We examined the association between baseline PAEE and the metabolic syndrome score excluding the adiposity component from the outcome and adjusting for baseline obesity. Again, a significant inverse association was found, and further adjustment for baseline obesity did not significantly alter this association (standardized β = −0.0011, P = 0.035). Likewise, adjustment for baseline percentage body fat (or change in percentage of body fat) as the obesity indicator did not change the association (standardized β = −0.0012, P = 0.035). Finally, we reanalyzed our data, excluding the adiposity component and adjusting for baseline obesity, expressing Vo2max and PAEE in relation to body weight. Again, PAEE was significantly associated with the metabolic syndrome score (standardized β = −0.0015, P = 0.023) independent of aerobic fitness (standardized β = 0.00056, P = 0.83) and other potential confounding factors.

We also examined whether aerobic fitness modified the association between PAEE and the metabolic syndrome, with and without the adiposity component. No significant interactions between PAEE and aerobic fitness were observed for any of these models (P > 0.4).

Finally, we reanalyzed all our data excluding participants who reported medical treatment either at baseline or at follow-up (n = 127) to account for potential effect modification by this factor. There was no evidence that treatment with medications altered the association between PAEE and the development of the metabolic syndrome.

CONCLUSIONS

In this study, we have described the prospective association over a 5.6-year period between objectively measured PAEE and aerobic fitness with the metabolic syndrome in a population-based sample of middle-aged men and women who were free of the metabolic syndrome at baseline. Our results suggest that PAEE predicts progression toward the metabolic syndrome in a dose-dependent manner and that this association is not explained by obesity, level of aerobic fitness, or other potential confounding factors.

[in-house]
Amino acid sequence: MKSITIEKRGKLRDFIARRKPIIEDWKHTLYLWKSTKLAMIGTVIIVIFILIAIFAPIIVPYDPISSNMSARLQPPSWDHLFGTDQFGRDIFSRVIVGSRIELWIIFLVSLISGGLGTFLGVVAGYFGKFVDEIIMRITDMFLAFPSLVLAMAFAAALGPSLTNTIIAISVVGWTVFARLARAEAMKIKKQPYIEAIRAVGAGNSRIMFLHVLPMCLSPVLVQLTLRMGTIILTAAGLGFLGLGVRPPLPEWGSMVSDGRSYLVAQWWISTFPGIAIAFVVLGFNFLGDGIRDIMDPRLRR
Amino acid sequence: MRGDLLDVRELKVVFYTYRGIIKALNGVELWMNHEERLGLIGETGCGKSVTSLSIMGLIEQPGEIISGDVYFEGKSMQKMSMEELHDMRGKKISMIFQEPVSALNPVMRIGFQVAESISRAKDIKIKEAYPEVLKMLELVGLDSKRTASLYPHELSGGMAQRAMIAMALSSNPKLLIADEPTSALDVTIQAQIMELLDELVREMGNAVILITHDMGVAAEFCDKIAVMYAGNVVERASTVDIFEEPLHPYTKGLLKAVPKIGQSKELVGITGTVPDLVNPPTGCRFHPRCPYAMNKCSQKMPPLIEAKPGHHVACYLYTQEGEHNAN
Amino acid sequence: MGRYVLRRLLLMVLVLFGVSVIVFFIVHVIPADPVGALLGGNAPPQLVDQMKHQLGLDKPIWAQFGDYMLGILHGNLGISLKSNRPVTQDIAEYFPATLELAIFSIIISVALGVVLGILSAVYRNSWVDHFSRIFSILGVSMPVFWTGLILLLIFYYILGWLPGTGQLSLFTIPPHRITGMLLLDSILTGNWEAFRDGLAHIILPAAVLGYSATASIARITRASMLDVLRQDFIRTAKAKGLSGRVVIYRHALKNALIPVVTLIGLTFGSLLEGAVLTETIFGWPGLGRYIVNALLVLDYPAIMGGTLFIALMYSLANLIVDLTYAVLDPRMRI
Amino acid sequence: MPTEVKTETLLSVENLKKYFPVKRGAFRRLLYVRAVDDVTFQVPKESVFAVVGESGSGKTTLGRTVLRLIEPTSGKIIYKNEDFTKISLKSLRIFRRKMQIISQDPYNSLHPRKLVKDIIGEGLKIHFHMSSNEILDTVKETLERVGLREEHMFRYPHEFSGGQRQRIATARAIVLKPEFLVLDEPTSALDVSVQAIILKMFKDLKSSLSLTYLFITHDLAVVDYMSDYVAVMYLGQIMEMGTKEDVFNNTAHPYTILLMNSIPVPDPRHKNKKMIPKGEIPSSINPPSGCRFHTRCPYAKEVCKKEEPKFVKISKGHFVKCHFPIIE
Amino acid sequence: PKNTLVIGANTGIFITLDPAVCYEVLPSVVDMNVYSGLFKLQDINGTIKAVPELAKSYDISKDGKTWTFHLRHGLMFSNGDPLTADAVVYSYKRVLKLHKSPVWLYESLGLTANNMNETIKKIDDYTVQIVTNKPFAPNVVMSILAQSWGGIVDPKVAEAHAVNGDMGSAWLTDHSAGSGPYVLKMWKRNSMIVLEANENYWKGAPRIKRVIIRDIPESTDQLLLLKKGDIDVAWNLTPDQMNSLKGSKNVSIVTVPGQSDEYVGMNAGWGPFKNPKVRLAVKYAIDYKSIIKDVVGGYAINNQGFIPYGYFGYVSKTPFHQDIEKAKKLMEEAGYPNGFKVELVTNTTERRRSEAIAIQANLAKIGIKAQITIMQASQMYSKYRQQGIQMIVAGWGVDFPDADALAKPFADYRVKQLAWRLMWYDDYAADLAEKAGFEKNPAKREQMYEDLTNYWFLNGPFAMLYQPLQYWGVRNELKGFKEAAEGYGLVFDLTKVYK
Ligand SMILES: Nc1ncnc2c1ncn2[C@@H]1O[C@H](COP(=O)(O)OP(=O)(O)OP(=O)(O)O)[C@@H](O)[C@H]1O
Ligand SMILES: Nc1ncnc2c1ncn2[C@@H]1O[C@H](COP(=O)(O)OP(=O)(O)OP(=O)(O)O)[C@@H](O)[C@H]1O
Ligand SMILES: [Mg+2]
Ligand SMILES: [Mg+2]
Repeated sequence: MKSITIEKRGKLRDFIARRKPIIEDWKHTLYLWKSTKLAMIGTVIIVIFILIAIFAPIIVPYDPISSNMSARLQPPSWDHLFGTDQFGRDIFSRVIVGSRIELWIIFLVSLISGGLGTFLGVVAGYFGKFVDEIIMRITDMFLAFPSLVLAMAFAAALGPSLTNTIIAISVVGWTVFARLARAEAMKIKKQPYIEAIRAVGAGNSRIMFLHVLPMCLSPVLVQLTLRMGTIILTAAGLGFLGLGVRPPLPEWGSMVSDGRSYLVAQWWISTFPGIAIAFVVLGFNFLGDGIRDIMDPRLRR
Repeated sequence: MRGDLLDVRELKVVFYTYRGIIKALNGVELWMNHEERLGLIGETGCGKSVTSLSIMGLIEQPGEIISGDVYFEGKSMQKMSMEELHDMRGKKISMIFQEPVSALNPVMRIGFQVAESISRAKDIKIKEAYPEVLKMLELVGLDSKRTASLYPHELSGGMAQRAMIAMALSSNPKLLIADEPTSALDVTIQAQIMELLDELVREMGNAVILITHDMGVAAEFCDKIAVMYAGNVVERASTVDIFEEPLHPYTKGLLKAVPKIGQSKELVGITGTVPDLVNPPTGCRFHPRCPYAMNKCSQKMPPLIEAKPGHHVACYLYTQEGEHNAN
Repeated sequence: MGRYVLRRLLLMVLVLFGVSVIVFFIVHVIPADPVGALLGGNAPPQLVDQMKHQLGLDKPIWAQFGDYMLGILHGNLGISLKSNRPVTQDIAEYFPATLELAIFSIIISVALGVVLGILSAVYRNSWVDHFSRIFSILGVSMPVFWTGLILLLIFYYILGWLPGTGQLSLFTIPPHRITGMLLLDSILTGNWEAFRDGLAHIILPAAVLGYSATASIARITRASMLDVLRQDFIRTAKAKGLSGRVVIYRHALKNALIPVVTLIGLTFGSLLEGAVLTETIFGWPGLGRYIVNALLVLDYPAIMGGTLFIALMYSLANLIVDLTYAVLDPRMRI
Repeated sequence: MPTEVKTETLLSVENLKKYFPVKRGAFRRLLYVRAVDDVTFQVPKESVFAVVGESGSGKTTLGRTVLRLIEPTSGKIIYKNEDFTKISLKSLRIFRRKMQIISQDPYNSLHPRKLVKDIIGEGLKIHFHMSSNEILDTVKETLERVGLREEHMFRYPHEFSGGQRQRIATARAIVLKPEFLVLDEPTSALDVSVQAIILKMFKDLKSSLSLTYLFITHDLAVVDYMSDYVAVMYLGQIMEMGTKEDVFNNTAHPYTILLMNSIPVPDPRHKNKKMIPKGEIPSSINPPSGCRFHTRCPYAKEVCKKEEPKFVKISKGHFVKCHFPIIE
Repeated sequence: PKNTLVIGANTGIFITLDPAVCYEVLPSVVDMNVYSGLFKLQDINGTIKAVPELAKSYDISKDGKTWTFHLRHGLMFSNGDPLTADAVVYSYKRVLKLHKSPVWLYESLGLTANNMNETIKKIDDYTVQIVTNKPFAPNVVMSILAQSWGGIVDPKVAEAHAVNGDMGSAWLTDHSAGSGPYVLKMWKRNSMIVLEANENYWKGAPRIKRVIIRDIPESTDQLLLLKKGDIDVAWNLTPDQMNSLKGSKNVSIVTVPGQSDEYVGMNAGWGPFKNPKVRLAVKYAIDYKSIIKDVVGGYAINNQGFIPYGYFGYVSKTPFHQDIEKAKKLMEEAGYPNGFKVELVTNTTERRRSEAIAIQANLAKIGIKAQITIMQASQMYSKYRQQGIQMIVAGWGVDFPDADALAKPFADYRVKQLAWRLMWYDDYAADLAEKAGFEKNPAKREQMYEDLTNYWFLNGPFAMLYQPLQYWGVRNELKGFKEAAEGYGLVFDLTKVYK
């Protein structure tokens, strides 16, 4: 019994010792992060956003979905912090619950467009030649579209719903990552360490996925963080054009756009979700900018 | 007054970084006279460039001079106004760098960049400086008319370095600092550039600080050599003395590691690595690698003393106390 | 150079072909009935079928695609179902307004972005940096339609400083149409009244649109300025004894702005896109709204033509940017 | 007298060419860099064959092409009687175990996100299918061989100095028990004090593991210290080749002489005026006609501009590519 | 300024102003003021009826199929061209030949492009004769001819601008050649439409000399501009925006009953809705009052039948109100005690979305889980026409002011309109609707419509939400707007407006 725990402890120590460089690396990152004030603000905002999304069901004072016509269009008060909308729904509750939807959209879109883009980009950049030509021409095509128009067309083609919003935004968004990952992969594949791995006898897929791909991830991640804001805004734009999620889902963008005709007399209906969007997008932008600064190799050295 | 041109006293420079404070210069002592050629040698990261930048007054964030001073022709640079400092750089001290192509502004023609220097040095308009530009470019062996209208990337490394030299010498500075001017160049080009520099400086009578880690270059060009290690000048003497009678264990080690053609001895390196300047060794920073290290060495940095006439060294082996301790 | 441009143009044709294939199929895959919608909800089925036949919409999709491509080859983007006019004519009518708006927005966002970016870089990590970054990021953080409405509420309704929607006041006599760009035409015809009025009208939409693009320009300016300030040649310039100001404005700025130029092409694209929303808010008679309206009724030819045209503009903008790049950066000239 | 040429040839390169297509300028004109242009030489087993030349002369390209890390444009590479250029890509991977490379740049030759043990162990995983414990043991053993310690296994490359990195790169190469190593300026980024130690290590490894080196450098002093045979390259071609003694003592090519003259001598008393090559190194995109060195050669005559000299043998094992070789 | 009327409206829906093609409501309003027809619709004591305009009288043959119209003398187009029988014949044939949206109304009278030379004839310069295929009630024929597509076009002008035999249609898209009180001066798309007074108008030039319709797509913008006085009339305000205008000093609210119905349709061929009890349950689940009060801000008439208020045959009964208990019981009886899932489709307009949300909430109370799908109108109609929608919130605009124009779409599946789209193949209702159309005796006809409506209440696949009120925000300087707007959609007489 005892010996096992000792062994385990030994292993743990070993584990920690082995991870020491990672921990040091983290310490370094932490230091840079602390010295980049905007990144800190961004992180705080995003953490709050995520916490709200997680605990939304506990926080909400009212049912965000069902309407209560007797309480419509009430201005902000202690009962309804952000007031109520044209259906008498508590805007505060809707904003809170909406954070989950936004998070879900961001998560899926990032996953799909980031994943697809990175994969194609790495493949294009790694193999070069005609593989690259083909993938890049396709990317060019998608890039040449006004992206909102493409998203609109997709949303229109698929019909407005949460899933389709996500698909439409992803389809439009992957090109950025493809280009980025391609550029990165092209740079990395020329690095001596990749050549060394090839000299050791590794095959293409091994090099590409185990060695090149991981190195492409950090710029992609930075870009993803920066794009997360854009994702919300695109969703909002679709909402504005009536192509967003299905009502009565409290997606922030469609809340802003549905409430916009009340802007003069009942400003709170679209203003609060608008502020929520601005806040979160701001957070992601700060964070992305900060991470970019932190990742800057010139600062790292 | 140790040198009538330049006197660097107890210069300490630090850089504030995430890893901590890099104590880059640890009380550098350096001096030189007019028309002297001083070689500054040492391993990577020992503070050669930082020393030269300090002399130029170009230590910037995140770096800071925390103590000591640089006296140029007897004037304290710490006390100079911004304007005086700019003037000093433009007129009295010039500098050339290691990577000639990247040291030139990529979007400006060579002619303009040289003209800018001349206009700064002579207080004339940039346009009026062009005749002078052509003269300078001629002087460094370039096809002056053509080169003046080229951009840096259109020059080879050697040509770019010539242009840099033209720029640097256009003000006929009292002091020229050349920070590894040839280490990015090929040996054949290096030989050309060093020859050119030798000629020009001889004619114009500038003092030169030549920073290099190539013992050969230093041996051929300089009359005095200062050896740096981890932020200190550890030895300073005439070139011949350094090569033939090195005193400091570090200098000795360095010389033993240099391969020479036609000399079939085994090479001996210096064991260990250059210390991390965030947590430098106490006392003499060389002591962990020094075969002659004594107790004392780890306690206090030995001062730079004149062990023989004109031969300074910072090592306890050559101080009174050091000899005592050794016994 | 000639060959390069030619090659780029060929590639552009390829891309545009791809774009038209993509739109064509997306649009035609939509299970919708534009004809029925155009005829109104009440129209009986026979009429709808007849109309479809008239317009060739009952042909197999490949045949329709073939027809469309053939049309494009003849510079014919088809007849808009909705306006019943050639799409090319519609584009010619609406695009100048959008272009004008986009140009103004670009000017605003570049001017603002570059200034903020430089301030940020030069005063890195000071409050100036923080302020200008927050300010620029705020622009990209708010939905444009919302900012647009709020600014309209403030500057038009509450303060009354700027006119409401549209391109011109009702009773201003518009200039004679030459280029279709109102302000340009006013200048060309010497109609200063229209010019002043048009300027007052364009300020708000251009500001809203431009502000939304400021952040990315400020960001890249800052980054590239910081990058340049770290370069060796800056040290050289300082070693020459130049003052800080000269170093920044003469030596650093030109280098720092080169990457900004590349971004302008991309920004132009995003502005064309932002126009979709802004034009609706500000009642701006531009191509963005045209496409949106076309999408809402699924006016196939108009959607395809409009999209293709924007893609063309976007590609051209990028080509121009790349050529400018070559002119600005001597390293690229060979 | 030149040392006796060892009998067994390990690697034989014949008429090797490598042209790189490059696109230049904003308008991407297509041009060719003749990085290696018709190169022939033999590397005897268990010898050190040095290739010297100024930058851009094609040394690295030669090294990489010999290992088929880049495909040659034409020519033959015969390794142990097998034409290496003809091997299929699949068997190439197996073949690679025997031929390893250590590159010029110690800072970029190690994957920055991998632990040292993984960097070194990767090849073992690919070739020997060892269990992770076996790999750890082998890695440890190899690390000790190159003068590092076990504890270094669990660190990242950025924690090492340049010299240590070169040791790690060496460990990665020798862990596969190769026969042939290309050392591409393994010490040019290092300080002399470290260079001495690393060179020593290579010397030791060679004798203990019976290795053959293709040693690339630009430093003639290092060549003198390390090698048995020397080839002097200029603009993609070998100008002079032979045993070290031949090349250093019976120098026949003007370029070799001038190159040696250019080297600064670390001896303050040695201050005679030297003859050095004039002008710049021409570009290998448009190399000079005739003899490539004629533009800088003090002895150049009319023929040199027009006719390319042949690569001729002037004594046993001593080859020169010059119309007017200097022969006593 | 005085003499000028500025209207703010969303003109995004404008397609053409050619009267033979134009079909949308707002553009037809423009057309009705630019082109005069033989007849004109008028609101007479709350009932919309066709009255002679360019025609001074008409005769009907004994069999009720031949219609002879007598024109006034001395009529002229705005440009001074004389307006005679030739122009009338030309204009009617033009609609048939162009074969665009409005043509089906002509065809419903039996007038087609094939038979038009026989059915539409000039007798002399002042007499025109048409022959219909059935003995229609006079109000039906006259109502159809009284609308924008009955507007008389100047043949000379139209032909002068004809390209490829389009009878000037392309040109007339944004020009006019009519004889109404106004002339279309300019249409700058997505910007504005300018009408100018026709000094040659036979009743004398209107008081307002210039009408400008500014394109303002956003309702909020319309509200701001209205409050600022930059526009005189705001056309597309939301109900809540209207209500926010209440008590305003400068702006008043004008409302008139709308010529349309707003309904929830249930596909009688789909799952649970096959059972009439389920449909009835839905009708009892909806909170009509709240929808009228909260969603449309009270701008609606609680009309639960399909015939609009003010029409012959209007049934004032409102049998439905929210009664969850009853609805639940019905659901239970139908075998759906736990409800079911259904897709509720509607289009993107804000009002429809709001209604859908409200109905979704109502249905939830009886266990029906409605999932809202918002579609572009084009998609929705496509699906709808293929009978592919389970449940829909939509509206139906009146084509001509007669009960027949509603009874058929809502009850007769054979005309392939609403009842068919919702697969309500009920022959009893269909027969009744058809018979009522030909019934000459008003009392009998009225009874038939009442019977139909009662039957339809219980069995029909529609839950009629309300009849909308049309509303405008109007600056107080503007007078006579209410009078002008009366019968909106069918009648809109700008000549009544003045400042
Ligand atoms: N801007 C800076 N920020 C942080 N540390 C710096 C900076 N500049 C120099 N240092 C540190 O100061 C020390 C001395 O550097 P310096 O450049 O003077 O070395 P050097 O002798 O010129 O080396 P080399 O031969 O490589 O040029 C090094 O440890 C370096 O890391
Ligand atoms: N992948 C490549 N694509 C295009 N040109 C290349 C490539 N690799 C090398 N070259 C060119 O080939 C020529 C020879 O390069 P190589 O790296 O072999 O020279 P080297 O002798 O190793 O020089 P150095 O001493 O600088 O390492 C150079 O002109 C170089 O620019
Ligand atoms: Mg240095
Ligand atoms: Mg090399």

This is the first prospective population-based study to use valid and objective methods to describe the association between PAEE and the metabolic syndrome. Previous prospective studies using self-reported physical activity have produced conflicting results. For example, although Laaksonen et al. (8) reported an inverse relationship between leisure-time physical activity and the development of the metabolic syndrome in middle-aged men, Palaniappan et al. (16) found no relationship in the multiethnic Atherosclerosis Risk in Communities (ARIC) study. Our data provide support for the role of physical activity in the prevention of the metabolic syndrome. In contrast to previous prospective studies that did not adjust the effects of fitness for physical activity (8), we did not observe an association between aerobic fitness and the metabolic syndrome after adjusting for physical activity level. This difference may be due to a lower degree of measurement error for the physical activity variable used in the present study and to different analytical procedures. Laaksonen et al. (8) assessed physical activity by self-report and reported on the associations between time spent in moderate and vigorous intensity of physical activity, whereas our measure of physical activity is based on the amount of energy expenditure above resting levels, which takes into account all types and intensities of activity performed in daily life and not only structured exercise and related activities. Furthermore, the prospective relationship observed between activity and the metabolic syndrome was independent of aerobic fitness in the present study, whereas Laaksonen et al. (8) modeled the associations of fitness and reported physical activity in separate analyses.